It also features an opening lyric from a McDonald’s commercial. The Beastie Boys used the same lyrics for their hit “Three MCs and One DJ.”

19. A Corona Jam by Ronnie G. & The SM Crew

Song Year: 1979

“A Corona Jam” is the B-side on Ron Hunt’s “Spiderap” single.

Both songs use the same backing tracks and samples. While listening, you’ll hear nods to “Rapper’s Delight,” but the tune is distinctly its arrangement. Ronnie G & The SM Crew offer their take on the track. It might not be as memorable as “Spiderap” but “A Corona Jam” is a welcome addition to this single.

20. When the Revolution Comes by The Last Poets

Song Year: 1970

Since the 1960s, The Last Poets have been influential and fighting for civil rights in the United States. The group had a monumental impact on the future of hip hop and African-American culture.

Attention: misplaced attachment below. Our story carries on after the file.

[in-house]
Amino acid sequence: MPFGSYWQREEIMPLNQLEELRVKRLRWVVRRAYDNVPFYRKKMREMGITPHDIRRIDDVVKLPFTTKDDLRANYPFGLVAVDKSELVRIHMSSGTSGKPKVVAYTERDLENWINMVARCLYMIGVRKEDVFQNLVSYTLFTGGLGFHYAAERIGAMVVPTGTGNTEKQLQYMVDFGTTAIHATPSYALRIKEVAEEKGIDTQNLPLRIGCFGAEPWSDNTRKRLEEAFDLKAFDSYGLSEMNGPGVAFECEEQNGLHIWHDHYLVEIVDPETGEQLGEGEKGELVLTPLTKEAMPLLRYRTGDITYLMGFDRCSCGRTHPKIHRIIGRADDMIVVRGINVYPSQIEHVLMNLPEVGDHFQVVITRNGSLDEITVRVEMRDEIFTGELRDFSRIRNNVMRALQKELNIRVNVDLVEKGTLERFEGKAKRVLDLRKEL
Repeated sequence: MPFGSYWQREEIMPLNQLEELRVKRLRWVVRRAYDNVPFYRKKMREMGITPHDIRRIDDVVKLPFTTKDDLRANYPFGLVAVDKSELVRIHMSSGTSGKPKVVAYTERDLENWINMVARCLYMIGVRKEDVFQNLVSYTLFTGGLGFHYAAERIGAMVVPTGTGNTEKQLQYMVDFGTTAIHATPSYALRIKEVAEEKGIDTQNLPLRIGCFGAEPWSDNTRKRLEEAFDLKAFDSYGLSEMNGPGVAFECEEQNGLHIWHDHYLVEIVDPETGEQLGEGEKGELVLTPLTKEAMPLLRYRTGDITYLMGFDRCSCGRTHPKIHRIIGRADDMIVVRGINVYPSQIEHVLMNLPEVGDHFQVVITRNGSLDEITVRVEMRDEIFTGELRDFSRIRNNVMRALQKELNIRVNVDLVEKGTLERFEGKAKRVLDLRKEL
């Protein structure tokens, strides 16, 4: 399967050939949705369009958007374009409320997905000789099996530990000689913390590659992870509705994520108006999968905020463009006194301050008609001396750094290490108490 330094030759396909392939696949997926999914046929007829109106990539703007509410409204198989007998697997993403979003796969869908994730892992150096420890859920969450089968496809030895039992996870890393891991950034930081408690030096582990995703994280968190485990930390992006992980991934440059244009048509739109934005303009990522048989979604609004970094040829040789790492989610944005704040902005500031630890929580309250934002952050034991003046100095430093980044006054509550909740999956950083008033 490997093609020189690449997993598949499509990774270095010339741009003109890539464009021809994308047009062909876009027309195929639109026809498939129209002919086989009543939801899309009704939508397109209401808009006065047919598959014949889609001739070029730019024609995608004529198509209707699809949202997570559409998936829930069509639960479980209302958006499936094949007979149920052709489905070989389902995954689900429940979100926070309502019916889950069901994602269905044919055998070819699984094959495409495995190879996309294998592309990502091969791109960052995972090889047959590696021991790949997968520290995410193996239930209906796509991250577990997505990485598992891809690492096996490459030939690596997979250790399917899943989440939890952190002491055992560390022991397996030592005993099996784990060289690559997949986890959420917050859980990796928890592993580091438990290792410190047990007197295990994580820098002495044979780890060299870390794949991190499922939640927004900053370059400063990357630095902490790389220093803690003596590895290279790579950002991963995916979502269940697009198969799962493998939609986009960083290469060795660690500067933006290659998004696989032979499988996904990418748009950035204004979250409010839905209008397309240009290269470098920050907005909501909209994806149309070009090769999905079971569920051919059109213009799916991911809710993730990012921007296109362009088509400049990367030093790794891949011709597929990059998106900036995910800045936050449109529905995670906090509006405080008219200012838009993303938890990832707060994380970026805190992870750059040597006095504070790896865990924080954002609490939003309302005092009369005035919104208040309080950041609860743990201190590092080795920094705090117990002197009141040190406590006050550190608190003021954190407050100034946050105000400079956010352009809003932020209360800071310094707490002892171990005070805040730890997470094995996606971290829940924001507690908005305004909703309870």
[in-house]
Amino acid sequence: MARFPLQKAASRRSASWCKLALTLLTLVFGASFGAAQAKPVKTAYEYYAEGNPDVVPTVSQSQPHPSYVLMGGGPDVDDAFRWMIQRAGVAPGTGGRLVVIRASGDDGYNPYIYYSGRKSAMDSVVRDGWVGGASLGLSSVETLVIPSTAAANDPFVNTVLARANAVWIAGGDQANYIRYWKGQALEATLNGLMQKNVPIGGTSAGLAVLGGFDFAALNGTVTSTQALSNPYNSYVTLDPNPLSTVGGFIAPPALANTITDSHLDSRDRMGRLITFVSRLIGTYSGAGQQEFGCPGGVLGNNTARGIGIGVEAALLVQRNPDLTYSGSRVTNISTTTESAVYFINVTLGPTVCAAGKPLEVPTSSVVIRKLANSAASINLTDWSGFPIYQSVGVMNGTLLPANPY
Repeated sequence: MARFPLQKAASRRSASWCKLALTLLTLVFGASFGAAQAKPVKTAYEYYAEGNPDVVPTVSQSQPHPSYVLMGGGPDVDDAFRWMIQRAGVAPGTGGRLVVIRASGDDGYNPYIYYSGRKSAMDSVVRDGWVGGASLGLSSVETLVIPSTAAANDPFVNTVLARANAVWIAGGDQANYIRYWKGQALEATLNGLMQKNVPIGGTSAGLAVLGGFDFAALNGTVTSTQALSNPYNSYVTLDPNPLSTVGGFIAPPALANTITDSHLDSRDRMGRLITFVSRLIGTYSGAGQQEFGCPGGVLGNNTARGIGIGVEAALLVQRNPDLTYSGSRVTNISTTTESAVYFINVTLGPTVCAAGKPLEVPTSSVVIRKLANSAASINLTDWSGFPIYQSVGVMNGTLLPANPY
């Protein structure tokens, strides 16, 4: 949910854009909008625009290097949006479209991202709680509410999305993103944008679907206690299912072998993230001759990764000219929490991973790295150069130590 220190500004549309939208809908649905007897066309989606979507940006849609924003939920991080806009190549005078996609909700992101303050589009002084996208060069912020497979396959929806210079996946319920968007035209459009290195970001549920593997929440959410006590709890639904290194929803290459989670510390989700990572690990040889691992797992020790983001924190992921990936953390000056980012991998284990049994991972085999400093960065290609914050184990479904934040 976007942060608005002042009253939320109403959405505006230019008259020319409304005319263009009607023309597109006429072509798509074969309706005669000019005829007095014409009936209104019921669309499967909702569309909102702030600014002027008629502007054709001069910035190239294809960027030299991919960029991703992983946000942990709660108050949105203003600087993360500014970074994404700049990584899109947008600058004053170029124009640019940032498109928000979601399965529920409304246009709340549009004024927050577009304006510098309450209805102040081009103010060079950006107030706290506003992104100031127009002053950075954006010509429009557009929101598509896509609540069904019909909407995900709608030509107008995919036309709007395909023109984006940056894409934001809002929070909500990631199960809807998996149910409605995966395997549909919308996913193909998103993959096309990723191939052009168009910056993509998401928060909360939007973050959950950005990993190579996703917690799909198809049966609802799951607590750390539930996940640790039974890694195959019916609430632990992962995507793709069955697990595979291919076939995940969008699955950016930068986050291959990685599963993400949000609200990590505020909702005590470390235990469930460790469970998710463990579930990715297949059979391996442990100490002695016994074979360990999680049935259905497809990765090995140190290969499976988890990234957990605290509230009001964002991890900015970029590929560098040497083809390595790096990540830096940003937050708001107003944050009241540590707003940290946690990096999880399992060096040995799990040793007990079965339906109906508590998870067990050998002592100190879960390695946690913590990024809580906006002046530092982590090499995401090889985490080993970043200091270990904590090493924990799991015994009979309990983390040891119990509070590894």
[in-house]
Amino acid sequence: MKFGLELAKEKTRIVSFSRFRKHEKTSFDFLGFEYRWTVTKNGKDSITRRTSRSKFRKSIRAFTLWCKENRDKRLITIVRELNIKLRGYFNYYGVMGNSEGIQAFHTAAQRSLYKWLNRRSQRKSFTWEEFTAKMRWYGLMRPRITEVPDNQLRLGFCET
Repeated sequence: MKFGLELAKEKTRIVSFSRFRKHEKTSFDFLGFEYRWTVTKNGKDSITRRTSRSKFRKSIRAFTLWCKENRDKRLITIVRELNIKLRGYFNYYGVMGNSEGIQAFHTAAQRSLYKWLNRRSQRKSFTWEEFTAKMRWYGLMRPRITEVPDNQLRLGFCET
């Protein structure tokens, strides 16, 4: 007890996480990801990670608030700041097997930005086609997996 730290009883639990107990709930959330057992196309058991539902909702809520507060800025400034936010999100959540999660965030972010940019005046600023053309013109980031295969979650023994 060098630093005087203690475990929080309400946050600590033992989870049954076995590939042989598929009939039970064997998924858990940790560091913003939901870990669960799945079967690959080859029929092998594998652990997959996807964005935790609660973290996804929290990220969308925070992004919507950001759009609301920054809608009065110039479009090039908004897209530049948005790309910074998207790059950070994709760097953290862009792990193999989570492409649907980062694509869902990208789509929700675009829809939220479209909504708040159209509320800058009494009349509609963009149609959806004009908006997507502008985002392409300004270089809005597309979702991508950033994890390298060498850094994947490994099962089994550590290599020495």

The spoken word in “When the Revolution Comes” is a call to action for Americans in the 70s. While not truly a hip-hop song, The Last Poets' mix of poetry and beats is instrumental to hip-hop.

21. “What is a Man: by The Watts Prophets

Song Year: 1970

Again, this might not be officially hip hop, but without The Watts Prophets, we might not have hip hop. In the 1970s, The Watts Prophets used a mix of spoken word poetry with jazz music to create something unique.

While NYC is often regarded as the birthplace of rap, The Watts Prophets were Californians. They are also cited as the first group to use the word rapping.

22. “Funk You Up” by The Sequence

Song Year: 1979

New York City was a dominant player in the early years of hip hop, but gems like “Funk You Up” came from the South. The Sequence hailed from Columbia, SC, and was an all-female hip-hop trio.